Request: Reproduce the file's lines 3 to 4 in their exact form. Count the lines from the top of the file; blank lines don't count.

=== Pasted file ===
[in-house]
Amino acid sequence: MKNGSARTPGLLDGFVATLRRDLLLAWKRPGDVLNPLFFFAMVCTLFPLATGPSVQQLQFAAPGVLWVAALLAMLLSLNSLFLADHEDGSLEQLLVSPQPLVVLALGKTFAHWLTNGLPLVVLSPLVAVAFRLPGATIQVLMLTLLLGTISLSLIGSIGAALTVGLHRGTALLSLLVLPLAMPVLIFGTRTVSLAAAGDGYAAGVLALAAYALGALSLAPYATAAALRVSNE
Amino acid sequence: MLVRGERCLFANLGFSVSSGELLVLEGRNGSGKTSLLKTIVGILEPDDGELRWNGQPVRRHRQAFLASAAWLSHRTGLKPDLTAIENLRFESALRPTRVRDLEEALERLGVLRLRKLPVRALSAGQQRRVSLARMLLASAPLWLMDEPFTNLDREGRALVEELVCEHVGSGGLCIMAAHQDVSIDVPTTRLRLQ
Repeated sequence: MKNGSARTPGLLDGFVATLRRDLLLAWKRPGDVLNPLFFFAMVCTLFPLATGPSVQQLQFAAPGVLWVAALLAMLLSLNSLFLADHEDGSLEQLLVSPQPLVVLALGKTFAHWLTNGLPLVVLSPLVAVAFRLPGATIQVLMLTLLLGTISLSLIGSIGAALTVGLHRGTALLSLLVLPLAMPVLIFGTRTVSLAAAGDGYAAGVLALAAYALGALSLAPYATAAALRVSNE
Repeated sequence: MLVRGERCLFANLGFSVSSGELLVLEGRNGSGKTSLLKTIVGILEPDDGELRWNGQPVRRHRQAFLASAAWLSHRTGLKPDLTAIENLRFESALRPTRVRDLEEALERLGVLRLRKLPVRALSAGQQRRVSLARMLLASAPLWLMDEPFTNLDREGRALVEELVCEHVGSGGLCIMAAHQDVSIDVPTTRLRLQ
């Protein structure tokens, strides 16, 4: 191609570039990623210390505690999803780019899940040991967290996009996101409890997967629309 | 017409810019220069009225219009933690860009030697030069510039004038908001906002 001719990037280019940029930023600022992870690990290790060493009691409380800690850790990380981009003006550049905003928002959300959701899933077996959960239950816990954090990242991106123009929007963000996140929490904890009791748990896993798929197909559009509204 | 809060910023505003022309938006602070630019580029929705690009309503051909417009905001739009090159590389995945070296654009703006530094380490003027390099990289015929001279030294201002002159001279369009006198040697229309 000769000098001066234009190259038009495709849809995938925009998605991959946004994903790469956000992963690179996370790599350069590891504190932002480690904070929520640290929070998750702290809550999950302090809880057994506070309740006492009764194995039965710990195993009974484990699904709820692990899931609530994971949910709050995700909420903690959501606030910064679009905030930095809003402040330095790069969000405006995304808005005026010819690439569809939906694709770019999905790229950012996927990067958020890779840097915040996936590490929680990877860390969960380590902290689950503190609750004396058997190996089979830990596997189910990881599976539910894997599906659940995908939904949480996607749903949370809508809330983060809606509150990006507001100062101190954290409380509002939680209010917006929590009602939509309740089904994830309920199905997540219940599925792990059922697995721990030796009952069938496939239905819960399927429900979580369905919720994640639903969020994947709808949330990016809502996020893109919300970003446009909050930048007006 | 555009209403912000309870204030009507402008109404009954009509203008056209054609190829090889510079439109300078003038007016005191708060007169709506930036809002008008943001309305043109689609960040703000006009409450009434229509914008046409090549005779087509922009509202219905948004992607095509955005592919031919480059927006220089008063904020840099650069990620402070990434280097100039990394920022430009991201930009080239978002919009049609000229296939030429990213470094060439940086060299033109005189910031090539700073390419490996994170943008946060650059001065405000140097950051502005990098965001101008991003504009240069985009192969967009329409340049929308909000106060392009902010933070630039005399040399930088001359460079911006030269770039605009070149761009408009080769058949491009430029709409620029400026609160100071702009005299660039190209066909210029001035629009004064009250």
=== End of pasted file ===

Amino acid sequence: MLVRGERCLFANLGFSVSSGELLVLEGRNGSGKTSLLKTIVGILEPDDGELRWNGQPVRRHRQAFLASAAWLSHRTGLKPDLTAIENLRFESALRPTRVRDLEEALERLGVLRLRKLPVRALSAGQQRRVSLARMLLASAPLWLMDEPFTNLDREGRALVEELVCEHVGSGGLCIMAAHQDVSIDVPTTRLRLQ
Repeated sequence: MKNGSARTPGLLDGFVATLRRDLLLAWKRPGDVLNPLFFFAMVCTLFPLATGPSVQQLQFAAPGVLWVAALLAMLLSLNSLFLADHEDGSLEQLLVSPQPLVVLALGKTFAHWLTNGLPLVVLSPLVAVAFRLPGATIQVLMLTLLLGTISLSLIGSIGAALTVGLHRGTALLSLLVLPLAMPVLIFGTRTVSLAAAGDGYAAGVLALAAYALGALSLAPYATAAALRVSNE